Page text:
The books I’ve recommended the most have also been ones close to this category: The Obesity Code: Unlocking the Secrets of Weight Loss by Jason Fung, which sounds very fad diet book-ish but really isn’t. It has the clearest scientific explanation for how and why we gain weight and I learned so much from it that’s been very helpful for managing health in general, not only weight loss.

The Body Keeps the Score: Brain, Mind, and Body in the Healing of Trauma by Bessel van der Kolk is another that’s come up often in conversation, oddly enough, including so many of its concepts which are more broadly applicable than I would’ve assumed.

The other two that I’ve recommended nonstop since reading them take a completely different direction: Helena Merriman’s Tunnel 29: The True Story of an Extraordinary Escape Beneath the Berlin Wall is the best work of narrative nonfiction I read this year and an incredible, thrilling work of contemporary history.

The Chancellor: The Remarkable Odyssey of Angela Merkel by Kati Marton is a well researched, beautifully written, and wholly compelling biography exploring the impact of Germany’s influential chancellor and why her time in power was such a unique achievement.

And now over to you! Click the Mr. Linky below to link up your Week 1 Nonfiction November posts below, and tell me what nonfiction has meant the most to you this year. And I hope you have a wonderful month of nonfiction reading ahead!

111 thoughts on “Nonfiction November Week 1: Your Year in Nonfiction

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  1. I’ve definitely enjoyed your focus on science and medicine this year and will have to try to get to more of the books you’ve recommended. Although I knew you enjoyed White Magic, I was a little surprised to hear that it’s been your favorite read so far this year, perhaps in part because of having recently read a more negative review. It seems like a really polarizing book 🙂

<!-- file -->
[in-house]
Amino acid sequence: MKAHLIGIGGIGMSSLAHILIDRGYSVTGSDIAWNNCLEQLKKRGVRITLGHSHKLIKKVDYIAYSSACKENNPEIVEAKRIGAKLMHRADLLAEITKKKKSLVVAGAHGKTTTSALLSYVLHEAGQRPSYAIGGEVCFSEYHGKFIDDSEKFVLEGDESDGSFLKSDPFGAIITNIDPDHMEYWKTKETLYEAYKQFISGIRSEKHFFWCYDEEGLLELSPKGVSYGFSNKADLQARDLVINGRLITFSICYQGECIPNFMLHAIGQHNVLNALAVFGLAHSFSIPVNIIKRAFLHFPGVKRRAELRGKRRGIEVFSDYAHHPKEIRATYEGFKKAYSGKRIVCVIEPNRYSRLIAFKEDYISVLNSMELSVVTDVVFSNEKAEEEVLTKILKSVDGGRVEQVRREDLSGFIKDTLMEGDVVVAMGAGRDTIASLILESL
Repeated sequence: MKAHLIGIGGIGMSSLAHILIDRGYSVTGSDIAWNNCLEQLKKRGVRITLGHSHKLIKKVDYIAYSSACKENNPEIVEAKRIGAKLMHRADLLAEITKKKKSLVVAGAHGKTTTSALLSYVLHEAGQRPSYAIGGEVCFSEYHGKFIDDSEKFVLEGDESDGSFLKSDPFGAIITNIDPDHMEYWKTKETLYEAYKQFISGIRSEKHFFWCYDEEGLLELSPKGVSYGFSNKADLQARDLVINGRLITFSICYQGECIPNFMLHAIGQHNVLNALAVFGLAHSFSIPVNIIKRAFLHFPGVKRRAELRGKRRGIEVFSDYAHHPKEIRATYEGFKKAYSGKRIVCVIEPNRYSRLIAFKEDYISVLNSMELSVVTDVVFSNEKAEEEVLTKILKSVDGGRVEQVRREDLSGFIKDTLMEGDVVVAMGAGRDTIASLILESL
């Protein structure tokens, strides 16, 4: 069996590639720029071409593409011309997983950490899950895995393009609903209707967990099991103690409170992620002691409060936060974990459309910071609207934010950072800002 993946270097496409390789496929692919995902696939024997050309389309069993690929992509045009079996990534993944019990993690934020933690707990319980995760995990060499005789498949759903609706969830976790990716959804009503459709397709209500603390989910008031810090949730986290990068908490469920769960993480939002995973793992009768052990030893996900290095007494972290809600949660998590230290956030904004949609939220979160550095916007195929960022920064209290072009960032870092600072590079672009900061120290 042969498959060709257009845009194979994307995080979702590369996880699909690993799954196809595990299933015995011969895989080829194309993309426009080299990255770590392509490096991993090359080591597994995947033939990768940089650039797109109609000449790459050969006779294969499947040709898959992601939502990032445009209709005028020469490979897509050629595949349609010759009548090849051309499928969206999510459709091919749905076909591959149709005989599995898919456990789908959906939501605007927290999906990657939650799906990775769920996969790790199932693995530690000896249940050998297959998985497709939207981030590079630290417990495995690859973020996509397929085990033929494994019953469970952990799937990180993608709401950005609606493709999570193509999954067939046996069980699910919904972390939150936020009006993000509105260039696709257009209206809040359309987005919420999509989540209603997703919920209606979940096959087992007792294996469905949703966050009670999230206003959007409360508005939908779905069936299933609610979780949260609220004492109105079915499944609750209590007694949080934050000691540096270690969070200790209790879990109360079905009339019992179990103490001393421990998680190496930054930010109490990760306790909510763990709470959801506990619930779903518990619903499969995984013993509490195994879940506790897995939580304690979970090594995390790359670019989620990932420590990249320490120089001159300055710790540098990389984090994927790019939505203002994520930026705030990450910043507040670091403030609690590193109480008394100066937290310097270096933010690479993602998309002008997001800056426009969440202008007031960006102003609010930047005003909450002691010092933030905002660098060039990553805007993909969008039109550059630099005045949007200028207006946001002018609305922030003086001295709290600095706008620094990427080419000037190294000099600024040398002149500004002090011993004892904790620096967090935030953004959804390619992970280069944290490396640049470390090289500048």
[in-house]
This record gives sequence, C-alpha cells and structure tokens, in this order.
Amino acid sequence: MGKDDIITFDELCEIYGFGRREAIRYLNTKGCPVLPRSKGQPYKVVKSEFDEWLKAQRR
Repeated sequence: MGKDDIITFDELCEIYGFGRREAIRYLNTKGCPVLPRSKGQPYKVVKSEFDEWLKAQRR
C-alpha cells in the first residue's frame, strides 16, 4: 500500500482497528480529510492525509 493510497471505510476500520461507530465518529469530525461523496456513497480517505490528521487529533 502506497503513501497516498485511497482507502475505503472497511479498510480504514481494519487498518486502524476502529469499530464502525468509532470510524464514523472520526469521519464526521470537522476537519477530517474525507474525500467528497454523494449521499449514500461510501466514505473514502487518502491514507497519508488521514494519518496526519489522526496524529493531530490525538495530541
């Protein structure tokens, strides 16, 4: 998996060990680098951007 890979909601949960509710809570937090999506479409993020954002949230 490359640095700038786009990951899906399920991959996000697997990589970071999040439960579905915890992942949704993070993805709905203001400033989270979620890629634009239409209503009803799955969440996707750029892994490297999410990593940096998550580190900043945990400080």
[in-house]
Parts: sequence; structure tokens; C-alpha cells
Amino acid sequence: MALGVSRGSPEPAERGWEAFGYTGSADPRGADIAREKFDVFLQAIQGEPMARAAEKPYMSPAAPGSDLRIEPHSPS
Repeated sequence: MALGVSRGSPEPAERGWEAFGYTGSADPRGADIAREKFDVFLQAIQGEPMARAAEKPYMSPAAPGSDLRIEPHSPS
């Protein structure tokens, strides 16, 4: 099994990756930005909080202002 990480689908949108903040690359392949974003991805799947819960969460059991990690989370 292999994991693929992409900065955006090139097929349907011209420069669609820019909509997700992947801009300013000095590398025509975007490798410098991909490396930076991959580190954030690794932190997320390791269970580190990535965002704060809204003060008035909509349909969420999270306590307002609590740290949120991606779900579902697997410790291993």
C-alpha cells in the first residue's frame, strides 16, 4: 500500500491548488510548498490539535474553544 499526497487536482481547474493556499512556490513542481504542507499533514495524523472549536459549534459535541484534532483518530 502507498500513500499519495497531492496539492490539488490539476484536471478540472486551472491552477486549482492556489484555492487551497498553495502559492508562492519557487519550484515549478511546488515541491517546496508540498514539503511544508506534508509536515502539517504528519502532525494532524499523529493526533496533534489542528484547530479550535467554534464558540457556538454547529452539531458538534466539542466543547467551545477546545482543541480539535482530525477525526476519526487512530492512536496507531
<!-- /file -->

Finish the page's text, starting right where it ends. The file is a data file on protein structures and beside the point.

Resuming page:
Liked by 1 person

    1. I’ve loved being able to swap sciencey recommendations with you! I need to be better about reviewing more of the ones I read, these were all so good.

      I think some readers really need that typical narrative arc with a changed narrator and solved conflict by the end even in memoir and White Magic isn’t that kind of traditional narrative. I’m actually surprised at how unnecessarily critical and kind of mean-spirited some of the reviews I’ve read are, because it’s clearly an exploration of and working through trauma. She lived for years with a misdiagnosed mental illness and different kinds of compounding trauma, and it felt like such a realistic example of how messy life can feel under those circumstances.

      I hate to be one of those who says someone missed the point, but I do think that happened a bit in some of the negative ones I read. It’s not a neatly told and wrapped up Educated-style memoir that delivers a clear message, journey, etc. – rather a messy, experimental, kind of artsy one! I loved it for the writing especially, there were hauntingly gorgeous lines on every page, and I loved that it was unflinching in her experience. I think I wrote when I reviewed it that it might require some connection to the same subject matter or experience to really resonate, so that might be the case too. It’s one that I hope finds the readers who really need to see these thoughts put into words 🙂